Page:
Authentic voices

Just as I long to see films with authentic local actors playing the parts of Greeks or Russians or Germans (instead of the same old Hollywood star whose inflated persona overrides the part s/he is playing), so I long for authentic local voices to tell their own stories. Perhaps it is the same, slightly (largely?) imperialist attitudes that dictate that all nationalities have to be played by Americans/Brits/Australians in the movies, just as all novels must talk about other countries from our perspective? It seems to be that we believe a story much more if it is told by a visiting member of our tribe, rather than a member of another, which cannot be the right impulse, can it?

And that is why I love independent, foreign films and translated fiction. Because here are the stories told from the horses’ mouths – Bosnians talking about their own war and Icelanders talking about their own cold…Why do we have the misconception that we will not understand or sympathize unless the story is told by one of our own? I know that a lot of this has to do with the fear of translation and a laziness to read substitles – something peculiarly English. And yet time and time again one reads from comments of readers on Social Media, saying how much they loved the stories and had had no interference from the fact that it was a translation. I just got an email this morning from somebody who had purchased a copy of Istros’ poetry collection, ‘Definitions’ by Octavian Paler from Romania. After the list of positive adjectives came the words: ‘…so well translated…I wasn’t even aware it had been translated’. I would like to add to this that the voices being translated are all authentic ones – the voices of those who experienced rather than witnessed, and this is what makes the stories good!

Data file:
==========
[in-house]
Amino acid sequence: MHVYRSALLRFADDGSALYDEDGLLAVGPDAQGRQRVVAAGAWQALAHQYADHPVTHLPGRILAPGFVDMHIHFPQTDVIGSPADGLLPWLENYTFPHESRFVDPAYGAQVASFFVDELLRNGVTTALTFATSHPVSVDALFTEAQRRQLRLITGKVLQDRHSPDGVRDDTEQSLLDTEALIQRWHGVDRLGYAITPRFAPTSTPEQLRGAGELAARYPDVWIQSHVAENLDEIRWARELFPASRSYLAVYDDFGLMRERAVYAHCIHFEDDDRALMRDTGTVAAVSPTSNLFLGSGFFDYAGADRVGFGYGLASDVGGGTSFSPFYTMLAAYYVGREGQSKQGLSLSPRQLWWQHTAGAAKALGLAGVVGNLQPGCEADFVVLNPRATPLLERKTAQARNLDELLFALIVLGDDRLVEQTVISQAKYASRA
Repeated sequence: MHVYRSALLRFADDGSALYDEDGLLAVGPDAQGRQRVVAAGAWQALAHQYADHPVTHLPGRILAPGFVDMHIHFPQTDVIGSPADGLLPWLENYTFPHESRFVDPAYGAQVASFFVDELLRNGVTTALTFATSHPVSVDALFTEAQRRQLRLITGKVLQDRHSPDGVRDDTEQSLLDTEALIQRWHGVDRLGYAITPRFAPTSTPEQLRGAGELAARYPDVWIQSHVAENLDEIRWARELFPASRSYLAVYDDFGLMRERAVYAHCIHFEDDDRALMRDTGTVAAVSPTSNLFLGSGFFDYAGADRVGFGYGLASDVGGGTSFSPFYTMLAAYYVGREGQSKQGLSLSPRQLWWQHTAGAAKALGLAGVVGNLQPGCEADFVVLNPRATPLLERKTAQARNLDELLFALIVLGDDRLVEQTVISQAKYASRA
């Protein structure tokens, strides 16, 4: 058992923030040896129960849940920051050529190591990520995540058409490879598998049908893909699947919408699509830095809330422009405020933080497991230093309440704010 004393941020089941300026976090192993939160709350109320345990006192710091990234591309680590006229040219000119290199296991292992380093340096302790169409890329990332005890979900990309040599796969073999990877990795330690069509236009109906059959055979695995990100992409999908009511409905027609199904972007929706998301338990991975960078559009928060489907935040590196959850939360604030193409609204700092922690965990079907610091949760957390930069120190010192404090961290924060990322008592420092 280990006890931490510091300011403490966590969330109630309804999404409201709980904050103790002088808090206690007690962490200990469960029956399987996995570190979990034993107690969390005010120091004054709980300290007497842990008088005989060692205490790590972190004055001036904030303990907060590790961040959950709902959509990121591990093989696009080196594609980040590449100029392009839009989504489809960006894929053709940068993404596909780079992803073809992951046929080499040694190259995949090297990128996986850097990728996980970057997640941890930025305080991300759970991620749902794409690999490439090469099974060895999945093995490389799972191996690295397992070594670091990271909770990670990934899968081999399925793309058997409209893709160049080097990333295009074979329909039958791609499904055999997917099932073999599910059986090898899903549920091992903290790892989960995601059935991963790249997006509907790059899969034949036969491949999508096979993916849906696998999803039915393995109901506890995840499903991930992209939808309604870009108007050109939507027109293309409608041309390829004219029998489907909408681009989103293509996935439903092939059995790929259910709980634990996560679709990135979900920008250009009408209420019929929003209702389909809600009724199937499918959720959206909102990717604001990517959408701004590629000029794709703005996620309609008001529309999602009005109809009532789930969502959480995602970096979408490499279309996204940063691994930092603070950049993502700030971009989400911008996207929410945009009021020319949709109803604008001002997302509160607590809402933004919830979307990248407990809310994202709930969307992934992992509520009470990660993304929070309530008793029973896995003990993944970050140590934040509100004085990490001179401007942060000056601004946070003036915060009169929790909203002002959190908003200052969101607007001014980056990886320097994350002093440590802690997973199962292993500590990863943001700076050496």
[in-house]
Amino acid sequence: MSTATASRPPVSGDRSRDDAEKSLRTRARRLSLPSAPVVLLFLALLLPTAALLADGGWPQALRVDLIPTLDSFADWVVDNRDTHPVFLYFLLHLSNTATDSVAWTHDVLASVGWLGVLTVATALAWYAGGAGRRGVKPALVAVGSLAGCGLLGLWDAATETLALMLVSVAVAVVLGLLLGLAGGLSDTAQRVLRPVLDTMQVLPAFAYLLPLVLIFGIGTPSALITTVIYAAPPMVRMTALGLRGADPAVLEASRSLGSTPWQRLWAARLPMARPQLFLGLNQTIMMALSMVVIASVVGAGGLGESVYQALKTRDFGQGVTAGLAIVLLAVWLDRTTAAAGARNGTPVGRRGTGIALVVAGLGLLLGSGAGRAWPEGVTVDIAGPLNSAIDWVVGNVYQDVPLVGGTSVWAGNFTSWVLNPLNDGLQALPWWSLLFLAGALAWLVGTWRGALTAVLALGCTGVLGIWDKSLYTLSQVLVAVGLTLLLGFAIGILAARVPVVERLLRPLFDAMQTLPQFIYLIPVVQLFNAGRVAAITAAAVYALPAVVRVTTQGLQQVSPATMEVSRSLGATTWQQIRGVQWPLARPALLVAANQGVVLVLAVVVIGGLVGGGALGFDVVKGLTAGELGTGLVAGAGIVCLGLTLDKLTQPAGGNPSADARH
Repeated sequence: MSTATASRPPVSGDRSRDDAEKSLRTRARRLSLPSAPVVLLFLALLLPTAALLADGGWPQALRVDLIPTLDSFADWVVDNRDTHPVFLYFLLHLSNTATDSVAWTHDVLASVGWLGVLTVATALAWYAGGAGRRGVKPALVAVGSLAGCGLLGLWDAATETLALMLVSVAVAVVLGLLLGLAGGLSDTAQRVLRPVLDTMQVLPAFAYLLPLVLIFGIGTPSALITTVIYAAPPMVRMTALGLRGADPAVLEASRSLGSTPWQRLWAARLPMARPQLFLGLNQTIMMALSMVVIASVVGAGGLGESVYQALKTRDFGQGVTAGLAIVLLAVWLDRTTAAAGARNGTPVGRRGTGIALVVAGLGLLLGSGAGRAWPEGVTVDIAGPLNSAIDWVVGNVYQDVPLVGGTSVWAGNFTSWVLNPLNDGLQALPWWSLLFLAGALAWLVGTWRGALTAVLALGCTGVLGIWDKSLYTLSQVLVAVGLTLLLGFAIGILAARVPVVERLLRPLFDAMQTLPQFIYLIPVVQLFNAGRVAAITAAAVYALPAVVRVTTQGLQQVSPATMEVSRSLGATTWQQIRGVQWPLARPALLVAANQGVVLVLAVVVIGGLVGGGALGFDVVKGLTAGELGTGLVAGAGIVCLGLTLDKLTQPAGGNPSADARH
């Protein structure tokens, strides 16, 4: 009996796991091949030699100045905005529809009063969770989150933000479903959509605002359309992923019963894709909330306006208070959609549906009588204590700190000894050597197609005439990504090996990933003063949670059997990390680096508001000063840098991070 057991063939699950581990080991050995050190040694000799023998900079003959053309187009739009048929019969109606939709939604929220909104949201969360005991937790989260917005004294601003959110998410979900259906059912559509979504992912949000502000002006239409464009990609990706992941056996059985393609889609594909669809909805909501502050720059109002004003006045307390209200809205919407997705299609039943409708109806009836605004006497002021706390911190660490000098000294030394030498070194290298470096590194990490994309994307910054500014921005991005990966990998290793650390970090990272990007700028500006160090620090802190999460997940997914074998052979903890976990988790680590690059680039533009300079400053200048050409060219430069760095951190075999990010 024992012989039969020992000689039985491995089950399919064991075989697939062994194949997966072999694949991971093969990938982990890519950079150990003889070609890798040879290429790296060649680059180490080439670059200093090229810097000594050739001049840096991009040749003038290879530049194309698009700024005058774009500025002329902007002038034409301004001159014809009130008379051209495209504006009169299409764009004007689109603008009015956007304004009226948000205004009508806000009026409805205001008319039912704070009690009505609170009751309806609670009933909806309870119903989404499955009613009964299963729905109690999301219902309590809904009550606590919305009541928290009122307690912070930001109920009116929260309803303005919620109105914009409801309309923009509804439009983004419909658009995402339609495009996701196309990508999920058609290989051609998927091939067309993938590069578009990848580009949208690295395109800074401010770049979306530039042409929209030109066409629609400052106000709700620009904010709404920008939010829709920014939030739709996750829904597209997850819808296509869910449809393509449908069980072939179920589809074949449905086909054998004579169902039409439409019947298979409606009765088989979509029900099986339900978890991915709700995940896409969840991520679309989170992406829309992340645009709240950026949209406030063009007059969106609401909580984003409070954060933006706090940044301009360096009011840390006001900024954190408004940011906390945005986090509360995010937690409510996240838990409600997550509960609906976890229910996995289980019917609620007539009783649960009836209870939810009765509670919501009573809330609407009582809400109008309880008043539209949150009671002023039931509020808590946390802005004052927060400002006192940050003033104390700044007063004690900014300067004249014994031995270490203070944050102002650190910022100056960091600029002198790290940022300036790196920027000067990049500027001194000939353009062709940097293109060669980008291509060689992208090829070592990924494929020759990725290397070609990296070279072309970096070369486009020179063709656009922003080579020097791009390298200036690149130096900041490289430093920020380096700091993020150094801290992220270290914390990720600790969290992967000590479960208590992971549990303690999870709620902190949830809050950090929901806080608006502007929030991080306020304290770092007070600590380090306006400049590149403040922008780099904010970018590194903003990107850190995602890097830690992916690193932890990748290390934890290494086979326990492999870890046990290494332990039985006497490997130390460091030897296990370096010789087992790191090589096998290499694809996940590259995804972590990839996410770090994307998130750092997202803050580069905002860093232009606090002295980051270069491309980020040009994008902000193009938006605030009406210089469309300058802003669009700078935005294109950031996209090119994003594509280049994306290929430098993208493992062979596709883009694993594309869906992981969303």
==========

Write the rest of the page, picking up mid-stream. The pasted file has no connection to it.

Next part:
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Filed under Contemporary European literature

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